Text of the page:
As I look back on my gadgets of 2012, I think I had a very good year. There’s not a total dud in the bunch. Perhaps I’m just getting a better sense at what technology I’ll like and will use before I take the plunge. (Let’s not talk about the XBOX Kinect I bought in 2011. At least it has a new good home.)
What’s been on my 2012 list? It’s not necessarily an ordered list, but I’ll get to the best at the end.
I loved my Fitbit Ultra while I used it. It tracked my daily steps, number of flights of stairs climbed, how well I slept. Then I stopped using it.
When I was using it I enjoyed seeing my activity level and it spurred me to try to beat my own “score”. But keeping up with the Fitbit meant to that I always had to make sure it was attached to my clothes somehow though, which was a bit of an announce after a while. It would also slip off my clothes if I attached its clip on the waste of my jeans. That meant I needed to attach it to my shirt collar or somewhere else. I tried just putting it in my pocket as well, but in my pocket, I’d end up accidentally pressing the button on it and starting it’s timer, indicating I was starting some workout or had just decided to go jogging or maybe take a nap. Those little usability issues were enough to have it fall off my used device list. I still find the idea of the Fitbit interesting, but the Fitbit Ultra has been retired for me. I see the Fitbit Ultra has already been replace with the new Fitbit One. Maybe those usability issues are addressed in the newer model but I have not tried it.
The iPhone is my most used device. If asked my phone preference, I always recommend the iPhone. . Why isn’t my most-used device my favorite device? Primarily the problem with it is that its predecessor was already very good. The iPhone 4S was a great device and the iPhone 5 was only incrementally better. It’s got the problem of not needing to be better to begin with. I think this leaves room for a shake up in the whole phone arena.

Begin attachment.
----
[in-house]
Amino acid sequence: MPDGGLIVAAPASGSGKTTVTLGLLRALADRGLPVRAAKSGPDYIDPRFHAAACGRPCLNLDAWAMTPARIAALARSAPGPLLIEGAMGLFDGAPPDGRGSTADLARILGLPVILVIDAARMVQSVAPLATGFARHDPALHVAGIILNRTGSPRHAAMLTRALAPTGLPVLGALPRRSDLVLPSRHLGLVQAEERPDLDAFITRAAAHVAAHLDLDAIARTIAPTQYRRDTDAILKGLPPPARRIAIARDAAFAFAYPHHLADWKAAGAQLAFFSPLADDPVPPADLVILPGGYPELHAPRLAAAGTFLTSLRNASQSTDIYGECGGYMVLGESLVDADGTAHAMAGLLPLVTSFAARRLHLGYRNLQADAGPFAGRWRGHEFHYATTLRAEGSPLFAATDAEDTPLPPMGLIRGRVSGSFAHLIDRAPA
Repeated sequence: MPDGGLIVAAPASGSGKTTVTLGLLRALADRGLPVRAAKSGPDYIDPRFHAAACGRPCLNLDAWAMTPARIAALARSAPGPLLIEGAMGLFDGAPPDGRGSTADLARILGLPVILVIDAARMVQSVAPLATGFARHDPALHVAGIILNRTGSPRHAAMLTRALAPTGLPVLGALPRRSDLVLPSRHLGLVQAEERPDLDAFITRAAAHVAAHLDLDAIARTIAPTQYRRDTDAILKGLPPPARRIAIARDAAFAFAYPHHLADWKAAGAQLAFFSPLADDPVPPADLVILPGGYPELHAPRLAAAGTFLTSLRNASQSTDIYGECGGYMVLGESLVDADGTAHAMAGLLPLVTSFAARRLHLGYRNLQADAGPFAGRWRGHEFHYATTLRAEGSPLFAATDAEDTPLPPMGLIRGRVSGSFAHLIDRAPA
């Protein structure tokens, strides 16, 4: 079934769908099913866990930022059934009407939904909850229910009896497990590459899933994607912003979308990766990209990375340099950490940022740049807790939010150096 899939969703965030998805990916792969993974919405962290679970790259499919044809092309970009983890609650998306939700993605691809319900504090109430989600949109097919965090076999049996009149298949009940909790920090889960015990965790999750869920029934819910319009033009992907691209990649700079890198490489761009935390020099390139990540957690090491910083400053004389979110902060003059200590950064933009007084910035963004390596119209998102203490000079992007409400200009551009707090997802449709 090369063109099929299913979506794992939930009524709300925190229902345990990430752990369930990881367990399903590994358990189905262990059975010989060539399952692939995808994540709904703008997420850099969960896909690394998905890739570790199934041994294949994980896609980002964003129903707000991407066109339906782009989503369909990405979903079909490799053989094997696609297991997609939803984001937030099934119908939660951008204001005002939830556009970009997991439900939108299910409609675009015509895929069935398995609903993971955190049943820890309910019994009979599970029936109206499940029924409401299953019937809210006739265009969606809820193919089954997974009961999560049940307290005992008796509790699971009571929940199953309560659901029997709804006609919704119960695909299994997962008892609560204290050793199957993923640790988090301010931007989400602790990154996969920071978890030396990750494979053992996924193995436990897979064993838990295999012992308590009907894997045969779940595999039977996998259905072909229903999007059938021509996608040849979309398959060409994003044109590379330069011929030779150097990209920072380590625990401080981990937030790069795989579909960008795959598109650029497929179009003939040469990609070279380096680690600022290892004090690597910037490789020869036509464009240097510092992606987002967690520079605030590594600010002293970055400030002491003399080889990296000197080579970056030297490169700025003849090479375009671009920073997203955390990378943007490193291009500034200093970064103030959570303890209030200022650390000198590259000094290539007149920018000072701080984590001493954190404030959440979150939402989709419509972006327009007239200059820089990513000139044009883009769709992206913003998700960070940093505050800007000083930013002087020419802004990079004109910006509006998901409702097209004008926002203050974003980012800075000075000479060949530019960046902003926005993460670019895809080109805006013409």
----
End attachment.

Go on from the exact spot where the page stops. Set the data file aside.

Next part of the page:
The things that I don’t like about the iPhone has more to do with the Apple ecosystem. That ecosystem, built on a proprietary DRM system needlessly locks me into Apple. Luckily, I’ve been able to strip that DRM away where I need, but I don’t like having to do that. Apple isn’t the only bad corporate giant when it comes to this criticism though. The Google store has it’s own DRM as does Amazon. Basically, they all are awful when it comes to DRM. Each purchase locking you in tighter to their system. Imagine if you bought a DVD that would only play in Sharp DVD players and you being given the choice of re-purchasing all your DVDs if you decided to replace your DVD with a Sony DVD next time around. DRM doesn’t stop so-called pirates, which is it’s stated goal, and only limits the choices of people who pay for content. Ok, I’ve said my peace. Now back to the list.
13” MacBook Air
My 15” “MacBook Pro was getting a little past its prime so when the new 1” “MacBook Pro with Retina Display was announced, I thought that might be the machine for me. I hesitated though because when I traveled with the 15” MacBook Pro, I found it a little heavier than I wanted, so I started considering moving to a lighter, less powerful machine. I ended up buying the 13” “MacBook Air and I think it was the right choice. I maxed out the RAM to 8 gigs and the SSD hard drive with 500 gigs of space.
Phillips 17 watt AmbientLED light bulb
How did a light bulb make it so high on my favorite gadget list? Lighting Because it just feels right. Over the past decade or so, if you even vaguely consider yourself “aware of the environment” you’ve been sold off of traditional incandescent light bulbs in favor of something that uses less power. That usually meant you ended up with those awful fluorescent curly bulbs. I hate those things, but I’ve used them. The color of the light makes everything it touches ugly and there is a subtle flicker to them that reminds me of long lonely corridors in horror movies. Fluorescent bulbs just don’t cut it.
Perhaps it’s simply because I grew up in an era of incandescent bulbs, but I prefer the warm yellow cast that type of bulb puts out. I think it’s deeper than that though. The yellow cast in the light is reminiscent of warm sunlight and the toasty glow from a fireplace.
I’ve looked into LED lights for a year or more as a possible solution. They use less energy, satisfying that eco-need and I don’t see the “flicker” effect from them, but the color of the light has left me unhappy. They emit a bright blue color has a sterility to it I still find unsatisfying.